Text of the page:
• “Business Analyst”

      Former Employee — Business Analyst. I worked at IBM full-time (more than a year). Pros: Strong, well-known, and respected brand with a lot of smart employees. Great opportunity to be mentored by more senior employees. Good salary and benefits and access to a lot of educational resources. Cons: Growth is slow because there are so much senior management. Atmosphere is very corporate, which also means there are a lot of processes that waste time. Advice to Management: Focus on your young employees. There was a large generational gap and a lot of the young employees left within 2 years out of school.
    • “People make the Company great”

      Current Employee — IT Transition Manager in San Jose (Costa Rica). I have been working at IBM full-time (more than 10 years). Pros: Good employee benefits. Work-life balance. Outstanding learning resources for free; you put your own limits on how much you want to grow Cons: Bureaucratic as hell. Too much pressure is put on people doing the day-to-day operations with cuts happening with almost no attention on how they will hurt the client or the remaining guys. Salary increases have been on hold for the last couple of years, but hey, there is always billions in earnings. Advice to Management: Listen to senior employees, open up, and for Christ's sake, get on the floor, understand what people do on the day to day before chopping some heads. Executive offices are a long way from where people do their jobs. For that you will have to get off conference calls every now and then.
    • “IBM on the way of the dodo”

      Former Employee — Line Manager. I worked at IBM full-time (more than 5 years). Pros: Working from home was a good option for those with families and located far from the office. A good internal culture before the dreaded RAs hit. Cons: Recent resource actions (RAs) have promoted infighting and instability across a large IBM population with job satisfaction and morale at an all-time low. The inability and lack of transparency from upper management shows a limited view of success. Advice to Management: Bring back transparent management lines and show leadership. Offshoring will not ultimately save the share price in the long term.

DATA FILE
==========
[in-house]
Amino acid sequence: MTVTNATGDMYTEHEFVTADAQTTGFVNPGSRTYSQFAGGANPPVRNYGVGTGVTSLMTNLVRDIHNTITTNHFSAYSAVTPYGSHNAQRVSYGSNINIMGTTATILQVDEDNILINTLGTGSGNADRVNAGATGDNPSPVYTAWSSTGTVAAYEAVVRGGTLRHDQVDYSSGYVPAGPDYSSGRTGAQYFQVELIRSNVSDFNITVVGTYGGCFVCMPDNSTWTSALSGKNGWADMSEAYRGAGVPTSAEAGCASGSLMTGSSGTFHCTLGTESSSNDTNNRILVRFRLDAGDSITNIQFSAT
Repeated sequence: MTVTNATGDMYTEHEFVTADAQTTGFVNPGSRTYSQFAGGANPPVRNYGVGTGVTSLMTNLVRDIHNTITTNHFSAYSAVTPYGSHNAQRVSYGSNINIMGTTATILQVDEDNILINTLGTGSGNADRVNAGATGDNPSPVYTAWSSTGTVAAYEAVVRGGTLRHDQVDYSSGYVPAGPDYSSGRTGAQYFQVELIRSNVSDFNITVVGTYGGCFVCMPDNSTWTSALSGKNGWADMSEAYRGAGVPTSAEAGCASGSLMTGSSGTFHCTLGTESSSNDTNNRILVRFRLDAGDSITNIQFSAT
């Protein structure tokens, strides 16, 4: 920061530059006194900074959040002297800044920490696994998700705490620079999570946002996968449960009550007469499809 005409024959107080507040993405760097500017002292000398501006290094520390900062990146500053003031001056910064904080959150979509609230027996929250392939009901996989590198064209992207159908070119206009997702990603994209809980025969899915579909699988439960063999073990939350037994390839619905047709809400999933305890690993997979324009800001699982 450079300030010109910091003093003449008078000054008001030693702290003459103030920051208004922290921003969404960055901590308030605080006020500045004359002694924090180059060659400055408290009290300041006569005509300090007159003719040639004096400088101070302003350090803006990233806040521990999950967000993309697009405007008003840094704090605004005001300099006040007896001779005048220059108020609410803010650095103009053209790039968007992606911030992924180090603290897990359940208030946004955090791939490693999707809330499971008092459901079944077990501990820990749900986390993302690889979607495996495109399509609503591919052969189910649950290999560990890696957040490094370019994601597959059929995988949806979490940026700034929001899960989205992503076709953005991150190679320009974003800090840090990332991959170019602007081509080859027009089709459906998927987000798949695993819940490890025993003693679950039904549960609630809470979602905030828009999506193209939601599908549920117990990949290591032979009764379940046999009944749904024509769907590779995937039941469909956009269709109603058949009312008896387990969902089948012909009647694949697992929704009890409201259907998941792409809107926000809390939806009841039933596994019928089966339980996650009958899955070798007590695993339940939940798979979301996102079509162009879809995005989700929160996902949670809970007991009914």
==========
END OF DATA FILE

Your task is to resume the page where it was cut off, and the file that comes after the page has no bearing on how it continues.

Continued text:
• “IBM Remote Worker”

      Former Employee — IT Architect in Saint Paul, MN. Pros: Large company with many options, CBT-based training available, flexible work schedule, average benefits. Many areas of technology available. Cons: Over worked, under appreciated, very minimal career growth, ever changing staff and management, outdated hardware that is never refreshed. Advice to Management: Take care of the people.
    • “Losing its way”

      Current Employee — Senior Managing Consultant. I have been working at IBM (more than 10 years). Pros: Some of the best tech solutions around. Innovative research and projects Cons: Many of the staff who used to make the company great to work for have either been fired or have left.
    • “Application Development Specialist”

      Former Employee — Applications Development Specialist in Baton Rouge, LA Doesn't Recommend Negative Outlook CEO I worked at IBM full-time (more than a year).

      Pros: Experience. Opportunities to get certifications. Get your experience and RUN. You can work from home (2 days a month).

      Cons: Underpaid. Very misleading. Training is inconsistent. Management/HR says one thing and does another. Fresh college hires are placed on projects requiring experience by managers, then penalized if they're released from the project due to lack of experience and sometimes terminated from the company. Some former employees are still being paid after notifying management for months after quitting so the turnover rate doesn't seem so awful. The performance rating system is terrible.

      Advice to Management: At least pretend to care about the well being of employees rather than project placement. Don't be evasive to the point that employees can't approach you. Don't lie to employees.

    • “Elephants CAN dance! But they will kill you!”

      Current Employee — Architect in Fort Worth, TX. I have been working at IBM full-time (more than 10 years).

      Pros: Great technology and lots of smart folks. 100% self direction, no micro-management. A company big enough to have expertise in nearly everything and if they don't they carry enough influence with partners to assure someone gets on a plane to help finish a difficult project if needed.

      Cons: These are near endless, just like the hours, phone calls and failure of the internal systems. Most folks with any tenure work in international teams. This means continual early morning or late night conference calls that when added up will equal 70+ hours per week. In the extra time an employee has between 6 am and 11 pm calls, one must fit in time for expense reports, booking travel and answering emails. The travel booking system is abysmal, the expense report system is very difficult to use when it works at all, and the email system is extremely flaky.